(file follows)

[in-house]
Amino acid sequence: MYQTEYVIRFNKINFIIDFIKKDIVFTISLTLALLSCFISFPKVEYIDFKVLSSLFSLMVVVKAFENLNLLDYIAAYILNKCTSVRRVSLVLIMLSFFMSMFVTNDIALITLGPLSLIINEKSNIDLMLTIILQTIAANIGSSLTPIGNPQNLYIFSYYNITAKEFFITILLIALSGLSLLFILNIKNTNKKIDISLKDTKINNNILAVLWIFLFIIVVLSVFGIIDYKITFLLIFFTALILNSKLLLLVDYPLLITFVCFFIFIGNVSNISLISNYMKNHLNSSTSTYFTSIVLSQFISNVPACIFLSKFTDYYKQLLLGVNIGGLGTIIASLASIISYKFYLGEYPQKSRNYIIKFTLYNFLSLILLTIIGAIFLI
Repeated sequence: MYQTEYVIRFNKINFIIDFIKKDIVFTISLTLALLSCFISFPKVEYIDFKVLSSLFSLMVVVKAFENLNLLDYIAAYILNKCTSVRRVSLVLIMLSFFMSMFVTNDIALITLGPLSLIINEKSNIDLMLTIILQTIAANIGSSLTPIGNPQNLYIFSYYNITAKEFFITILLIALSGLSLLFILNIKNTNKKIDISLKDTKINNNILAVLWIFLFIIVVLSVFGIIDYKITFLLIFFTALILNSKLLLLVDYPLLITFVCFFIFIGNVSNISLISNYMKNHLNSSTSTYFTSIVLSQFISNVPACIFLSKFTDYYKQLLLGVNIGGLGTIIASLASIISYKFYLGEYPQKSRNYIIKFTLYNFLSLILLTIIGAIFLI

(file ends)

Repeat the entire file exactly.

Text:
[in-house]
Amino acid sequence: MYQTEYVIRFNKINFIIDFIKKDIVFTISLTLALLSCFISFPKVEYIDFKVLSSLFSLMVVVKAFENLNLLDYIAAYILNKCTSVRRVSLVLIMLSFFMSMFVTNDIALITLGPLSLIINEKSNIDLMLTIILQTIAANIGSSLTPIGNPQNLYIFSYYNITAKEFFITILLIALSGLSLLFILNIKNTNKKIDISLKDTKINNNILAVLWIFLFIIVVLSVFGIIDYKITFLLIFFTALILNSKLLLLVDYPLLITFVCFFIFIGNVSNISLISNYMKNHLNSSTSTYFTSIVLSQFISNVPACIFLSKFTDYYKQLLLGVNIGGLGTIIASLASIISYKFYLGEYPQKSRNYIIKFTLYNFLSLILLTIIGAIFLI
Repeated sequence: MYQTEYVIRFNKINFIIDFIKKDIVFTISLTLALLSCFISFPKVEYIDFKVLSSLFSLMVVVKAFENLNLLDYIAAYILNKCTSVRRVSLVLIMLSFFMSMFVTNDIALITLGPLSLIINEKSNIDLMLTIILQTIAANIGSSLTPIGNPQNLYIFSYYNITAKEFFITILLIALSGLSLLFILNIKNTNKKIDISLKDTKINNNILAVLWIFLFIIVVLSVFGIIDYKITFLLIFFTALILNSKLLLLVDYPLLITFVCFFIFIGNVSNISLISNYMKNHLNSSTSTYFTSIVLSQFISNVPACIFLSKFTDYYKQLLLGVNIGGLGTIIASLASIISYKFYLGEYPQKSRNYIIKFTLYNFLSLILLTIIGAIFLI